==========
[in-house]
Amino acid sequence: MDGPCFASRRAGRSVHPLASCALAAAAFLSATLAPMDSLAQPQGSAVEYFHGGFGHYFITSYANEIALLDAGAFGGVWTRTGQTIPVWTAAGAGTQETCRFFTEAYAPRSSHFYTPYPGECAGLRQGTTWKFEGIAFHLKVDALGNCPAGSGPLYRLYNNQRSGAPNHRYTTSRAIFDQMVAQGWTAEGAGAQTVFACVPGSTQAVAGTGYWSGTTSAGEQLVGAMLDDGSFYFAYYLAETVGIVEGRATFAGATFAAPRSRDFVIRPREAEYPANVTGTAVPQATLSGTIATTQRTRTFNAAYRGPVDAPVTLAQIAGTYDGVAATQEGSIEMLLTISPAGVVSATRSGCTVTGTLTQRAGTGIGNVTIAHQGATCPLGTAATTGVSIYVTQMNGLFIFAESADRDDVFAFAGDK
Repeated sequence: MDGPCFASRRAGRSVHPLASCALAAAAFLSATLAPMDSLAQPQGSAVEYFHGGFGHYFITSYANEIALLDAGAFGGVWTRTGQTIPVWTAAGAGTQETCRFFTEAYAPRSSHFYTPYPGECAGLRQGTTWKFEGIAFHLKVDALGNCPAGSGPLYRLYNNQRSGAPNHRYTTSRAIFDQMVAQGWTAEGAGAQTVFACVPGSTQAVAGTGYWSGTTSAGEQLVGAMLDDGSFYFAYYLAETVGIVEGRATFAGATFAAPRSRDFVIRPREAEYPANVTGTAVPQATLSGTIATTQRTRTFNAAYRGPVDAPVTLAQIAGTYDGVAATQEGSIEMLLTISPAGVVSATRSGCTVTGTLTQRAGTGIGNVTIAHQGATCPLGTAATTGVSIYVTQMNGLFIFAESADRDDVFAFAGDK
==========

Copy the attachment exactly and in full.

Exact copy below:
[in-house]
Amino acid sequence: MDGPCFASRRAGRSVHPLASCALAAAAFLSATLAPMDSLAQPQGSAVEYFHGGFGHYFITSYANEIALLDAGAFGGVWTRTGQTIPVWTAAGAGTQETCRFFTEAYAPRSSHFYTPYPGECAGLRQGTTWKFEGIAFHLKVDALGNCPAGSGPLYRLYNNQRSGAPNHRYTTSRAIFDQMVAQGWTAEGAGAQTVFACVPGSTQAVAGTGYWSGTTSAGEQLVGAMLDDGSFYFAYYLAETVGIVEGRATFAGATFAAPRSRDFVIRPREAEYPANVTGTAVPQATLSGTIATTQRTRTFNAAYRGPVDAPVTLAQIAGTYDGVAATQEGSIEMLLTISPAGVVSATRSGCTVTGTLTQRAGTGIGNVTIAHQGATCPLGTAATTGVSIYVTQMNGLFIFAESADRDDVFAFAGDK
Repeated sequence: MDGPCFASRRAGRSVHPLASCALAAAAFLSATLAPMDSLAQPQGSAVEYFHGGFGHYFITSYANEIALLDAGAFGGVWTRTGQTIPVWTAAGAGTQETCRFFTEAYAPRSSHFYTPYPGECAGLRQGTTWKFEGIAFHLKVDALGNCPAGSGPLYRLYNNQRSGAPNHRYTTSRAIFDQMVAQGWTAEGAGAQTVFACVPGSTQAVAGTGYWSGTTSAGEQLVGAMLDDGSFYFAYYLAETVGIVEGRATFAGATFAAPRSRDFVIRPREAEYPANVTGTAVPQATLSGTIATTQRTRTFNAAYRGPVDAPVTLAQIAGTYDGVAATQEGSIEMLLTISPAGVVSATRSGCTVTGTLTQRAGTGIGNVTIAHQGATCPLGTAATTGVSIYVTQMNGLFIFAESADRDDVFAFAGDK